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TaxSlayer: File this one under authentication

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Have you ever filed your taxes using an online tax prep account? If so, you’ll want to know about the FTC’s recent settlement with TaxSlayer, LLC.

What happened? From October until December 2015, hackers used user names and passwords stolen from other websites to try to log in to TaxSlayer Online. Because consumers sometimes reuse passwords, hackers were able to gain full access to more than 8,800 TaxSlayer Online accounts. Thieves could have filed fraudulent tax returns, changed bank routing numbers, and sent tax refunds to themselves.

How could this happen? According to the FTC, TaxSlayer didn’t require users to have strong passwords, didn’t have a written information security program, and wasn’t doing risk assessments to identify threats to customer information. The FTC’s settlement requires TaxSlayer to have a written security program and safeguards to protect customer information.

Still worried about keeping your tax information safe? Here are some steps you can take to reduce the likelihood of tax identity theft:

  • Use a strong password or passphrase for logging in to any online tax filing program. It should have at least 10 characters. Longer, unique, and memorable passwords or passphrases (which are a sequence of words) are better than short passwords. Don’t reuse a password you’ve used for another account.
  • Choose multi-factor authentication. If you use a tax prep software, choose one that requires multi-factor authentication – like a call or text that give you a PIN to use, in addition to your login and password. In this case, it was only after TaxSlayer Online started requiring multi-factor authentication that the hackers could no longer get into accounts.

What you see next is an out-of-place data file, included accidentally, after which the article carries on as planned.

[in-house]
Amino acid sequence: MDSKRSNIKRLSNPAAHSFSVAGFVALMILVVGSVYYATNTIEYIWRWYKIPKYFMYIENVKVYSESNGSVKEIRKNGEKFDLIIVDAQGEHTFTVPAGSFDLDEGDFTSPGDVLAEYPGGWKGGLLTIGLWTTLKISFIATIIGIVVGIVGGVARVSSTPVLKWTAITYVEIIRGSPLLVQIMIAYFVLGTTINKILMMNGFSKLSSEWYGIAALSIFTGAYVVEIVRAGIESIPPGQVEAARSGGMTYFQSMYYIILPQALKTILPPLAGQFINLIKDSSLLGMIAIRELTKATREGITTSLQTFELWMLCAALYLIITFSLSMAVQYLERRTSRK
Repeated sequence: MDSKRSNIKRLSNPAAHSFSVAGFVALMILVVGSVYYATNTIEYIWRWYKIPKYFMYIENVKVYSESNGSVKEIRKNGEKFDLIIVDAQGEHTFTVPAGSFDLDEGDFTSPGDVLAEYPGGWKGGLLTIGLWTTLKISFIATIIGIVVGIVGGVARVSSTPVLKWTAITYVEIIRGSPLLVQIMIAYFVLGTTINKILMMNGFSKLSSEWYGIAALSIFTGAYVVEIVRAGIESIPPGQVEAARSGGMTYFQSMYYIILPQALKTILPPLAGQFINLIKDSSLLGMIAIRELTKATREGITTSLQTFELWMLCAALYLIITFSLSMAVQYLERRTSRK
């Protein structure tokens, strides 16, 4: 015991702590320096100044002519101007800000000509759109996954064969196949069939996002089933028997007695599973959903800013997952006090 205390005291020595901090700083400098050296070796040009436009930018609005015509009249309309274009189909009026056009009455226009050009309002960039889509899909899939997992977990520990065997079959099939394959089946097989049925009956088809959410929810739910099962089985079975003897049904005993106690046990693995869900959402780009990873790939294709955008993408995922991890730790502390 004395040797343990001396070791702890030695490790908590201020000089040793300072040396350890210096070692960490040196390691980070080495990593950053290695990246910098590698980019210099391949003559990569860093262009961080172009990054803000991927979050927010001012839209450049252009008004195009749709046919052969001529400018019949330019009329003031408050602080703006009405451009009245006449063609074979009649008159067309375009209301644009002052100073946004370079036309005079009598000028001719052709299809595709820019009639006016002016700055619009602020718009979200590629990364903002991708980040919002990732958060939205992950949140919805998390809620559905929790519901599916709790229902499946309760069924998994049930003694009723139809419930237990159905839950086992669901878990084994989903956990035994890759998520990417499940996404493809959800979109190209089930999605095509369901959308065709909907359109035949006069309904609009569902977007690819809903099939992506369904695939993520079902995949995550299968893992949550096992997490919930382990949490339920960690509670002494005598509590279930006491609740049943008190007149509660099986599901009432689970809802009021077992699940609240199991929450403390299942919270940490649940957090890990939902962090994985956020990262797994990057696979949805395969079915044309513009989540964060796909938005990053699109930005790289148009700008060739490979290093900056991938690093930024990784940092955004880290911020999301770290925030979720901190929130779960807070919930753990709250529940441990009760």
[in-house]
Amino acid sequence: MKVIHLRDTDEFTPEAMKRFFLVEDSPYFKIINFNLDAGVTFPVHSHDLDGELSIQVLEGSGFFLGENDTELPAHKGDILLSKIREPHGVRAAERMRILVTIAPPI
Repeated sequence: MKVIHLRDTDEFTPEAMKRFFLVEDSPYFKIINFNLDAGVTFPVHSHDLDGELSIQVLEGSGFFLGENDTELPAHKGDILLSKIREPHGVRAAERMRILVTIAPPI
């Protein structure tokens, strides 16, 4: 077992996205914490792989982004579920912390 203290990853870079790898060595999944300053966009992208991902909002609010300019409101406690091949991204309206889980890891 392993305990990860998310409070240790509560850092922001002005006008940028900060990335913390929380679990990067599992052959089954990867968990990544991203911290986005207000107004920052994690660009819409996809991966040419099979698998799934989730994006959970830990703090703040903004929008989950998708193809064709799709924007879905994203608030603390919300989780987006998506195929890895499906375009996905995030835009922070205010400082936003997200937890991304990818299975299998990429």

• Don’t use public Wi-Fi when working on your taxes. It’s easy for hackers to get access to your personal information through public Wi-Fi.

If you’re a victim of tax identity theft, then go to to report it to the FTC. You’ll get a personal recovery plan that walks you through the steps to fix problems caused by identity theft.


Please contact w info about my case

I have begun to use short phrases instead of numbers. They are easier to remember and harder to discover.

I'm just responding to the email. Am I one of the ones who could be getting a partial refund back from my online account being frauded, and scammer calls?

I was tould i would be payed by a man name john who owed me for working in my gmael for him doing bata checks and data checks he stated he could not pay me do to his mony was tied up in his bissnes that he had me sing in my drive an send back forms i recive the biness or coparation that was stould from me by sec.cuss thay are controling bond an deeds that were given to me and now i was tould he died. John smith but rilly john tepalton and why did sec still from my phone bonds pattens spreed sheets notes an stocks from my phone????

You can make a complaint to the SEC online. Use this link to the complaint form.

What's a good example of a password for my keep saying does not meet criteria

Each website can set its own criteria for your password. Read the criteria carefully. Does it require you to use upper-case letters? Does it require you to use numbers? You must create a password that agrees with the criteria.

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